A Friend of Friends Friday: Division of the Negroes of Thomas Lucket

This post is written as part of the weekly “A Friend of Friends Friday” genealogy blogging meme. Visit the GeneaBloggers shared Google Reader list for additional entries from this and other blogs.

The following record appeared in the Charles County, Maryland, Inventories register in the October Term 1827:

Thomas Lucket Reappraisement & Division

Inventory of the Reappraisement of the goods, chattels, in part of the personal Estate of Thomas Lucket late of Charles County deceased in Dollars & cents viz.



1 Negro man Samuel 31 years old


1 ditto do Grandison 28 ” “


1 do do Horace 17 ” “


1 Woman Lindia 50 ” “


1 ” Lucy 45 ” “


1 ” Silvia 23 ” “


1 do Lindia 15 ” “


1 do Charlotte 13 ” “


1 do Maria 19 ” “


1 do Harriot 20 ” ” & child 15 mos old


1 Girl Jane 20 mos old


1 Boy John 8 mos old


1 do Samuel 2 mos old


7 Shoats @ $3.00


13 shoats @ .75 [cents]


1 Boar




We the subscribers do certify, that the foregoing is a true and Just Inventory and Valuation, of the reapraisement of the goods, chattels, in part of the personal estate, of Thomas Lucket, late of Charles County decd. as far as they have come to our sight and knowledge. Witness our hands and seals this 3rd day of December 1827.

William P. Ford [seal]

Francis Thompson [seal]

Reappraisement and Division of the Negroes of the Estate of Thos. Lucket, late of Charles County deceased.

Lot No. 1. Elizabeth Lucket



1 Negro man Sam



1 ” Woman Linda






Lot No. 2. Hezekiah Luckett



1 Negro man Grandison



1 do Woman Lucy






Lot No. 3. Reason Boswell



1 Negro man Horace



Lot No. 4. Henry Luckett



1 Woman Linda



Lot No. 5. Marcus L. Luckett



1 Woman Silvia



1 Boy Samuel






Lot No. 6. Mary R. Lucket



1 Woman Maria



1 Boy John






Lot No. 7. Adeline A. Lucket



1 Woman Charlotte



1 Girl Jane






Lot No. 8. Thomas L. Lucket



To be paid by the Representatives



The aforegoing acct. is rejected, And it is ordered by the Court, that the Admr. sell the whole of the personal Estate of his Intestate, upon the usual terms.

Test. Wm. D. Merrick

Regr. of Wills

Decr. 11th. 1827

This estate inventory unfortunately does not contain some of the information that genealogists have come to appreciate. The slaves are listed in descending age order, rather than in any semblance of family groups. No family relationships whatsoever are stated, other than that between Harriot and “her [unnamed] child.” From the information provided in this record, the genealogist cannot endeavor to reconstruct any of the families.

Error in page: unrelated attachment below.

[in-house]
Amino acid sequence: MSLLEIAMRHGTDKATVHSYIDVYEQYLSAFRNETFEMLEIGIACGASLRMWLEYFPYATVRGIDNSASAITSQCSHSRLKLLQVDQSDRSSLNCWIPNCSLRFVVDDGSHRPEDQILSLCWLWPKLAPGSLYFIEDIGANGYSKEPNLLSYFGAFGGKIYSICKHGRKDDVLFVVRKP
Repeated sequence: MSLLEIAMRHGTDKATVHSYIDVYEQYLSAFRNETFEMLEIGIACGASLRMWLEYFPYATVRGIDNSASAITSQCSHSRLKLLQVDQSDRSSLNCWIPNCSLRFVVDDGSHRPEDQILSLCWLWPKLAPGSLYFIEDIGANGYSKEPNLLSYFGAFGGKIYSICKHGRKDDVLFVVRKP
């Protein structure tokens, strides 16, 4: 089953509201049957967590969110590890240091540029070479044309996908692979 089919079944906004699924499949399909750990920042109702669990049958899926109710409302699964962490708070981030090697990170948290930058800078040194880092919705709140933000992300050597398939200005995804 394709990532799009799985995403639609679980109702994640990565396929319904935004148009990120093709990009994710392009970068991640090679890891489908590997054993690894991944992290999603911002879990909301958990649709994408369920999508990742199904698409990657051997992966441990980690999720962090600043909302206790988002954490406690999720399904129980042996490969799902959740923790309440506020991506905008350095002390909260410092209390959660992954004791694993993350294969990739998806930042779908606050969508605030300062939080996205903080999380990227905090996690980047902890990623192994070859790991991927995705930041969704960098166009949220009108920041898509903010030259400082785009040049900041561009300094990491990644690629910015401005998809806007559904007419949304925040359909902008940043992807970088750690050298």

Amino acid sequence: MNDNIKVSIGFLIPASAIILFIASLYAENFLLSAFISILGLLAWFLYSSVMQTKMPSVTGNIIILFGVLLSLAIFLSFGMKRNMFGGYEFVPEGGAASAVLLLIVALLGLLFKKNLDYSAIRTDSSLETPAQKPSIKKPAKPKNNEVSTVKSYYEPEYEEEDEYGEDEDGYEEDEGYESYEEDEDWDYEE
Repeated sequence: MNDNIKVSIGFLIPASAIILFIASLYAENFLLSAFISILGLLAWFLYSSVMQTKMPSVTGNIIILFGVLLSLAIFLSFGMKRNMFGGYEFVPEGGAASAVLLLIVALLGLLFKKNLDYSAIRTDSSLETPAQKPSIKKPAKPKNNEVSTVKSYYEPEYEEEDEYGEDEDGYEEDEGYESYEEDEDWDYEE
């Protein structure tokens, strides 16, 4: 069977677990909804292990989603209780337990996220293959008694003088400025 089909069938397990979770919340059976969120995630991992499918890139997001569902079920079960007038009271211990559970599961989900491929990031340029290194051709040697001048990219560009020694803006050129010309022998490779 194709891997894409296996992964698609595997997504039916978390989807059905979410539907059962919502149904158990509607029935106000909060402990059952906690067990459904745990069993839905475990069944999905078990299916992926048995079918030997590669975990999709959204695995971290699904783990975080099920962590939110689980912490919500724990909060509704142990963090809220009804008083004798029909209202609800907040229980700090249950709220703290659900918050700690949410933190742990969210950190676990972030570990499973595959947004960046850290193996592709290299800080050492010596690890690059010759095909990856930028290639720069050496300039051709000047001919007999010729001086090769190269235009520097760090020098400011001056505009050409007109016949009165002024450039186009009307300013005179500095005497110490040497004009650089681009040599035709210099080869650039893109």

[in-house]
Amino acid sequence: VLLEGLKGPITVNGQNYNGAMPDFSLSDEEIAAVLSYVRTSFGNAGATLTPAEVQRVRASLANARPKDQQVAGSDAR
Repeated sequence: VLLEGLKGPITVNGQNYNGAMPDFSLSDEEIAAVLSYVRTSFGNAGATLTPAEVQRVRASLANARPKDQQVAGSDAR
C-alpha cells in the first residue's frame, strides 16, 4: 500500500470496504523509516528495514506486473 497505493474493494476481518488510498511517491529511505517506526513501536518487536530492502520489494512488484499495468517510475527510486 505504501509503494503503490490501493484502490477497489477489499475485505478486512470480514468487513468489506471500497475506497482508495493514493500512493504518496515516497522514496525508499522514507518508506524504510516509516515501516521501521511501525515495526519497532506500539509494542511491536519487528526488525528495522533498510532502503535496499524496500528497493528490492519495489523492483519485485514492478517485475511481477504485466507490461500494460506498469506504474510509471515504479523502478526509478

It is unlikely that the slaves living in this household comprised married couples. One hallmark of farms of this size, with slave-holdings of less than 15-20 people, is that the slaves are often closely related, and therefore look to other nearby farms and plantations for marriage. Cross-plantation or “abroad” marriages were extremely common in the state of Maryland.

After the initial reappraisement of Thomas Lucket’s estate, the record continues to include the division of his slave-holdings among his heirs and representatives. One can witness the unfortunate circumstances that led to the break-up of many enslaved families. Each of the heirs only received one or two of the slaves from the estate in this division, due to the relatively small size of Thomas Lucket’s holdings and the almost equal number of heirs. Given that several of these heirs were males, it would be reasonable to believe that each of these slaves would have ended up on a separate farms or plantations.

The record also notes, following this recorded partition of the slaves, that this division was rejected, and the Orphans’ Court ordered the slaves to be sold. In this particular case, the record of the sale does not appear with the record transcribed here. It is likely that the sale–assuming that it actually took place–would have been recorded in either this register or the “Account of Sales” register.

Information on the decision to reject the division would likely be found in the Orphans’ Court proceedings. I would recommend that probate court dockets and minutes always be consulted in addition to other probate records, where available. These court proceedings can provide much more of a “behind the scenes” glimpse into the estate administration process.

SOURCE: Charles County, Maryland, Inventories, 1825-1829, pp. 363-364, Thomas Lucket estate (1827); Maryland State Archives microfilm no. WK 253-254-1.

If you would like to cite this post: Michael Hait, “A Friend of Friends Friday: Division of the Negroes of Thomas Lucket,” Planting the Seeds: Genealogy as a Profession blog, posted 23 Jul 2011 (https://michaelhait.wordpress.com : accessed [access date]).

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